This, right here, is the first entry in a new series where we try our utmost to explain the phenomenon called cryptocurrency. We’d like to make it less of a phenomenon, if you know what we mean.
The series will touch on a few essential areas like understanding what cryptocurrency and the technology it’s built on are, but for the most part, we won’t try and confuse you too much.
So, WTF is a cryptocurrency?
First, we’ll dissect the word that’s seemed to infiltrate the online world in recent years. The first segment refers to the study of cryptography — the use of secure communication methods and techniques. Using cryptography ensures these digital coins are nearly impossible to fake, hack, crack, duplicate or double spend. The second, well you already know what currency means.
Cryptocurrencies are also built on blockchain technology. Now, here’s where it can get particularly technical. Blockchain refers to a decentralised network of computers that acts as a distributed ledger. This distributed ledger is then used to validate the integrity and legitimacy of transactions.
On to the cryptocurrency itself — these are essentially a type of digital coin or token. So it is a currency, just not the type you can hold in your hand and buy a Chappie with(yet). These digital coins are represented by entries into the distributed ledger. A coin can come into being in various ways, the most common being mining.
Still with us?
Okay, we now know what a cryptocurrency is, and at its core is that decentralised network and the distributed ledger we mentioned earlier. One of the flaws with the current banking systems we currently use is the central point of failure: the bank.
Let’s imagine a blockchain as a file where you keep all your transactions each day. You record your transactions on pages that you put into a file. That’s kinda how a blockchain works, except it’s all digital. The pages are like the blocks that, together, make up the blockchain.
The decentralised part comes from the fact that everybody who wants to participate in the blockchain gets a copy of the file with all the pages. You could download a copy of the Bitcoin blockchain if you wanted to, but be warned, it’s about 350GB.
Speaking of which, what’s this Bitcoin everyone’s talking about?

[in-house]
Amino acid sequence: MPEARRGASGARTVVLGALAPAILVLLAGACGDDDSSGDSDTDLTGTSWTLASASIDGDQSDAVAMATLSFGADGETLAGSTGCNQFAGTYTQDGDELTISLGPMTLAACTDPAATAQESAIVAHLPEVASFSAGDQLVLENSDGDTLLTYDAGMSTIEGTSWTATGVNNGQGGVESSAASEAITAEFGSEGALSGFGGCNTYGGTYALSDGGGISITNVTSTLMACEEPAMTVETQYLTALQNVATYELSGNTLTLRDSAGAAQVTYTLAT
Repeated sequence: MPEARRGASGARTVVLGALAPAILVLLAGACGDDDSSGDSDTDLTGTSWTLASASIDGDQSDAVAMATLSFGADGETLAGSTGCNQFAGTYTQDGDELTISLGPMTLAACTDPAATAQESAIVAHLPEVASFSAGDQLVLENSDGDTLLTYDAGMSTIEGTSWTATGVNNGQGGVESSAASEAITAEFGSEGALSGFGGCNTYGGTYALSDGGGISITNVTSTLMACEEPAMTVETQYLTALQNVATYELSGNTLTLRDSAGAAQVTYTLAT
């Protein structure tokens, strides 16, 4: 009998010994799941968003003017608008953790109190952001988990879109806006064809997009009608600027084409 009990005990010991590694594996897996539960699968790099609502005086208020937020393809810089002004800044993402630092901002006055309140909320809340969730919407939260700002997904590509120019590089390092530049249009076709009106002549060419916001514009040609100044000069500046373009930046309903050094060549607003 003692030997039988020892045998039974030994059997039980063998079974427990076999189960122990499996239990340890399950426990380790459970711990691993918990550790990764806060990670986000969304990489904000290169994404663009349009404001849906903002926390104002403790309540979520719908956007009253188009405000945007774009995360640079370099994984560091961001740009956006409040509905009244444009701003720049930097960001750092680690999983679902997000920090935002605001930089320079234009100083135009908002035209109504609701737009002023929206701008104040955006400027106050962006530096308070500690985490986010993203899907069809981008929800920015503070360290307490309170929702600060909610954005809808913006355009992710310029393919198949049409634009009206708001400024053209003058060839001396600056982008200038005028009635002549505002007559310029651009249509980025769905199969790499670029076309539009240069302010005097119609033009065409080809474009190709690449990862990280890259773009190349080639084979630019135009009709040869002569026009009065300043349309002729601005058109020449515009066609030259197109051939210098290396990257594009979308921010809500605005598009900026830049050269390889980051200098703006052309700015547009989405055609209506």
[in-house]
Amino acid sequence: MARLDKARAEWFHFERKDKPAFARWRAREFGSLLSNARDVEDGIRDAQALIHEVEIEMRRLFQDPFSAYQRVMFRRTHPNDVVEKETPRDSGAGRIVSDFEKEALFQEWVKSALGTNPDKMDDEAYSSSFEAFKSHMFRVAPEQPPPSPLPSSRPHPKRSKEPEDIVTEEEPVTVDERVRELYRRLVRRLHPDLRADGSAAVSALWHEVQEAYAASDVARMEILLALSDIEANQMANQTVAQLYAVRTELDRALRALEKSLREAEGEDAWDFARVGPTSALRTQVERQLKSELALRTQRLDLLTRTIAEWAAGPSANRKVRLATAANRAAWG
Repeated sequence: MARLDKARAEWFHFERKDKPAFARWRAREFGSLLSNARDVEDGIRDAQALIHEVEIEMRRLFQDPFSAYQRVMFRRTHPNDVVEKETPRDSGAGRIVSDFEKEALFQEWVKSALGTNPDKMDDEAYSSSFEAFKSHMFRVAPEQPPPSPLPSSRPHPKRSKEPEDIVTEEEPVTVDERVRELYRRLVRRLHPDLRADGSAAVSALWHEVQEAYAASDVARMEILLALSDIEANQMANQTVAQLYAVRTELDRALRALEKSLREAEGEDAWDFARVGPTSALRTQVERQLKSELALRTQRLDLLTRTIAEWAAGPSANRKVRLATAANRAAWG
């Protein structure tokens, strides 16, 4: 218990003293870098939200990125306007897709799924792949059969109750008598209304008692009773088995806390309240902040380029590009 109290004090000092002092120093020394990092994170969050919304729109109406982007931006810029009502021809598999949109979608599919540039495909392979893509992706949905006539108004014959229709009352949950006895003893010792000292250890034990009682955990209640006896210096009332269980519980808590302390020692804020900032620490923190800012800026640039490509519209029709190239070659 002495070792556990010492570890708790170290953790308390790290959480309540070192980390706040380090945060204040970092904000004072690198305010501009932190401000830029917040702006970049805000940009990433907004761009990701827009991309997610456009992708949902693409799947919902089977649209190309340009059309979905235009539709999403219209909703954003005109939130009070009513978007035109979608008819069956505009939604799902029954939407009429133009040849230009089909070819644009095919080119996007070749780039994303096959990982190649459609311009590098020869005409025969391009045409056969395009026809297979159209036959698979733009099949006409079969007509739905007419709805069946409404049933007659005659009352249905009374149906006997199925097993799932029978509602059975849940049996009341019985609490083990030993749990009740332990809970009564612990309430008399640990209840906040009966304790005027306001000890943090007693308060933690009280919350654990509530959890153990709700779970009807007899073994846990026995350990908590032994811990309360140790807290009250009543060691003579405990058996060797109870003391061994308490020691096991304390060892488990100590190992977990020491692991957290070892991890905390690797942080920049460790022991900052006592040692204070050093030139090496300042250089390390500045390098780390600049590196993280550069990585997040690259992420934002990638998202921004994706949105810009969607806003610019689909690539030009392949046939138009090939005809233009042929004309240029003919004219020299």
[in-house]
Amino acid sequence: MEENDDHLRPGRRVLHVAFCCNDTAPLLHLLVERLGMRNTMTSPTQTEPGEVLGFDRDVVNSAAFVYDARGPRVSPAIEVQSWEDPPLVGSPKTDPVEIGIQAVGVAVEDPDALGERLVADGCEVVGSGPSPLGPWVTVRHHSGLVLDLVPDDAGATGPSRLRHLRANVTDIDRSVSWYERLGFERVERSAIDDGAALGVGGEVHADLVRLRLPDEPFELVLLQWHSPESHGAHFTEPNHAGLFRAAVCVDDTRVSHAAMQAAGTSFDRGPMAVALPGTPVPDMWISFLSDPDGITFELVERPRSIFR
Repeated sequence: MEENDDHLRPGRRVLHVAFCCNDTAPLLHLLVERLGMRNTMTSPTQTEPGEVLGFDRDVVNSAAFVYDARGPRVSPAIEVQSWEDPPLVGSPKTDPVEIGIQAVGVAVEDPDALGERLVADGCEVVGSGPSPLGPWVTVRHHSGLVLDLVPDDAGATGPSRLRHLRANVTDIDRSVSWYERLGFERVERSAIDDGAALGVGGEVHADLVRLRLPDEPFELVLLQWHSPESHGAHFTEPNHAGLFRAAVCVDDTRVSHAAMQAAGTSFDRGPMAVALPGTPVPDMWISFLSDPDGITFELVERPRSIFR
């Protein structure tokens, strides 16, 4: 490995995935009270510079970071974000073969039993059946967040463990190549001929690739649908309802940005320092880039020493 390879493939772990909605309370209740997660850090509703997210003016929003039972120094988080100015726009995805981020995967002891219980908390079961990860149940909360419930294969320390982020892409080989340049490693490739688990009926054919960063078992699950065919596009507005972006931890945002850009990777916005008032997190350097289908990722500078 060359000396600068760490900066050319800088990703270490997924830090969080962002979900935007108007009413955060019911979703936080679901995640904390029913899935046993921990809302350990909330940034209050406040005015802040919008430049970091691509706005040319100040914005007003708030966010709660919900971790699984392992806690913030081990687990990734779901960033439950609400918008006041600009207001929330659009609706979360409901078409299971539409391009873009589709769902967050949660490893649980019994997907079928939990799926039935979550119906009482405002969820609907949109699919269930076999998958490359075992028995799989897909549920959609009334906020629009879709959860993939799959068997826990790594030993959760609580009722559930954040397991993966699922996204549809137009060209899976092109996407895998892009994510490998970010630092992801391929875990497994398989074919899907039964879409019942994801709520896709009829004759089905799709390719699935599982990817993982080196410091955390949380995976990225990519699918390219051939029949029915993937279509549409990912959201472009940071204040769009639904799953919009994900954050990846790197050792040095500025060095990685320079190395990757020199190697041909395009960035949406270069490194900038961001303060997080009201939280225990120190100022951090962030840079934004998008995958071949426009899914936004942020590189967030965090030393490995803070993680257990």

The concept of a cryptocurrency as we know it today was first introduced by a person or collective known by the pseudonym Satoshi Nakamoto in 2008. They released a whitepaper titled Bitcoin: A Peer-to-Peer Electronic Cash System that you can freely read here. Shortly afterwards, in 2009, they implemented the first-ever cryptocurrency, Bitcoin (BTC). The goal was to develop a payment system that was quicker than making a payment through a financial institution.
Right at the very start, the first few adopters earned about 50 BTC every 10 minutes or so. It was relatively easy to earn through mining because so few people knew about it. Well, that and the computational power needed for mining was relatively low. We’ll go into more detail on how mining works in a future article. But basically, Bitcoin is made to become more difficult to mine every four years.
Unfortunately, very few people predicted its worth all the way back in 2010. Imagine earning R32 million every 10 minutes, or buying two large pizzas for 10,000BTC. That’s what a user with the handle ‘laszlo’ did in the now-famous Bitcoin Pizza Day story. The reason they spent what is now worth R6.6 billion on two pizzas? “I just think it would be interesting if I could say that I paid for a pizza in bitcoins”
Make no mistake, the concepts of cryptocurrency, the blockchain and a distributed ledger are complex, but we hope we were able to make them a little less daunting and maybe even exciting to understand. In the next article, we’ll be taking a more in-depth look at how the blockchain works and how its uses extend beyond cryptocurrencies.